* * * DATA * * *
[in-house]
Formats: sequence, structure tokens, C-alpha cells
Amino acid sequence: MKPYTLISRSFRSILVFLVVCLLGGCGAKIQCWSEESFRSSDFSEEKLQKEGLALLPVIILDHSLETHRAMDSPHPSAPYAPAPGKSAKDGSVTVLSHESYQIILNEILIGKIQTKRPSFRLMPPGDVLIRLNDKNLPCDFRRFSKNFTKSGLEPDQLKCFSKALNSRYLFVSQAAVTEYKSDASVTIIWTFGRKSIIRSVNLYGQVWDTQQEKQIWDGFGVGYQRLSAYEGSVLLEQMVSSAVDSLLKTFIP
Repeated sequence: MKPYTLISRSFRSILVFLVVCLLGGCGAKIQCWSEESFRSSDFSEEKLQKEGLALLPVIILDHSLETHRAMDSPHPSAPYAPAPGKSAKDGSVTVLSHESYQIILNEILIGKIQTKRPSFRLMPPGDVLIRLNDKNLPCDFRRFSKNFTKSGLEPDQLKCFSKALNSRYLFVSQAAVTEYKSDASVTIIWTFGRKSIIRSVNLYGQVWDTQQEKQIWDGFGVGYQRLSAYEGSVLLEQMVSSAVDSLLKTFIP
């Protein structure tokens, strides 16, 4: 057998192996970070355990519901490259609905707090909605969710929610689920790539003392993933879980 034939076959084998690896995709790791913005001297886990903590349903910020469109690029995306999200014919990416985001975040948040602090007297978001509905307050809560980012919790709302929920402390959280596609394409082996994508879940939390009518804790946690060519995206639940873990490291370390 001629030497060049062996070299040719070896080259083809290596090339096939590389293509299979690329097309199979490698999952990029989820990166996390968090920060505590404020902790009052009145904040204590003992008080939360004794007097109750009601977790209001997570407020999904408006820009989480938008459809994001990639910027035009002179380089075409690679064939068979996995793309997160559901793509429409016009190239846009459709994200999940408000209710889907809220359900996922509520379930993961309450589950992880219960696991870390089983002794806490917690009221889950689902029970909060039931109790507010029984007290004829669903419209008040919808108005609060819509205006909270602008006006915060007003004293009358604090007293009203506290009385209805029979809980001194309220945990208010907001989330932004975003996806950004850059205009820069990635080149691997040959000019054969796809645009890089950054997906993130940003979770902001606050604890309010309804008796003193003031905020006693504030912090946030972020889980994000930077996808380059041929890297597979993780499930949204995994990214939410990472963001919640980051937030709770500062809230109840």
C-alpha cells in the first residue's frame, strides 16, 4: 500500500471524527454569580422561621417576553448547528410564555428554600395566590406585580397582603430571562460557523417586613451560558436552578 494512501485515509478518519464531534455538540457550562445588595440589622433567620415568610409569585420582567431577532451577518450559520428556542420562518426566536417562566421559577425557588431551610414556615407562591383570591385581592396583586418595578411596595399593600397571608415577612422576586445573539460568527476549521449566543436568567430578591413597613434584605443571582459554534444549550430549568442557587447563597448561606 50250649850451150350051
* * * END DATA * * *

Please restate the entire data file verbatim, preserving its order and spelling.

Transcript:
[in-house]
Formats: sequence, structure tokens, C-alpha cells
Amino acid sequence: MKPYTLISRSFRSILVFLVVCLLGGCGAKIQCWSEESFRSSDFSEEKLQKEGLALLPVIILDHSLETHRAMDSPHPSAPYAPAPGKSAKDGSVTVLSHESYQIILNEILIGKIQTKRPSFRLMPPGDVLIRLNDKNLPCDFRRFSKNFTKSGLEPDQLKCFSKALNSRYLFVSQAAVTEYKSDASVTIIWTFGRKSIIRSVNLYGQVWDTQQEKQIWDGFGVGYQRLSAYEGSVLLEQMVSSAVDSLLKTFIP
Repeated sequence: MKPYTLISRSFRSILVFLVVCLLGGCGAKIQCWSEESFRSSDFSEEKLQKEGLALLPVIILDHSLETHRAMDSPHPSAPYAPAPGKSAKDGSVTVLSHESYQIILNEILIGKIQTKRPSFRLMPPGDVLIRLNDKNLPCDFRRFSKNFTKSGLEPDQLKCFSKALNSRYLFVSQAAVTEYKSDASVTIIWTFGRKSIIRSVNLYGQVWDTQQEKQIWDGFGVGYQRLSAYEGSVLLEQMVSSAVDSLLKTFIP
């Protein structure tokens, strides 16, 4: 057998192996970070355990519901490259609905707090909605969710929610689920790539003392993933879980 034939076959084998690896995709790791913005001297886990903590349903910020469109690029995306999200014919990416985001975040948040602090007297978001509905307050809560980012919790709302929920402390959280596609394409082996994508879940939390009518804790946690060519995206639940873990490291370390 001629030497060049062996070299040719070896080259083809290596090339096939590389293509299979690329097309199979490698999952990029989820990166996390968090920060505590404020902790009052009145904040204590003992008080939360004794007097109750009601977790209001997570407020999904408006820009989480938008459809994001990639910027035009002179380089075409690679064939068979996995793309997160559901793509429409016009190239846009459709994200999940408000209710889907809220359900996922509520379930993961309450589950992880219960696991870390089983002794806490917690009221889950689902029970909060039931109790507010029984007290004829669903419209008040919808108005609060819509205006909270602008006006915060007003004293009358604090007293009203506290009385209805029979809980001194309220945990208010907001989330932004975003996806950004850059205009820069990635080149691997040959000019054969796809645009890089950054997906993130940003979770902001606050604890309010309804008796003193003031905020006693504030912090946030972020889980994000930077996808380059041929890297597979993780499930949204995994990214939410990472963001919640980051937030709770500062809230109840």
C-alpha cells in the first residue's frame, strides 16, 4: 500500500471524527454569580422561621417576553448547528410564555428554600395566590406585580397582603430571562460557523417586613451560558436552578 494512501485515509478518519464531534455538540457550562445588595440589622433567620415568610409569585420582567431577532451577518450559520428556542420562518426566536417562566421559577425557588431551610414556615407562591383570591385581592396583586418595578411596595399593600397571608415577612422576586445573539460568527476549521449566543436568567430578591413597613434584605443571582459554534444549550430549568442557587447563597448561606 50250649850451150350051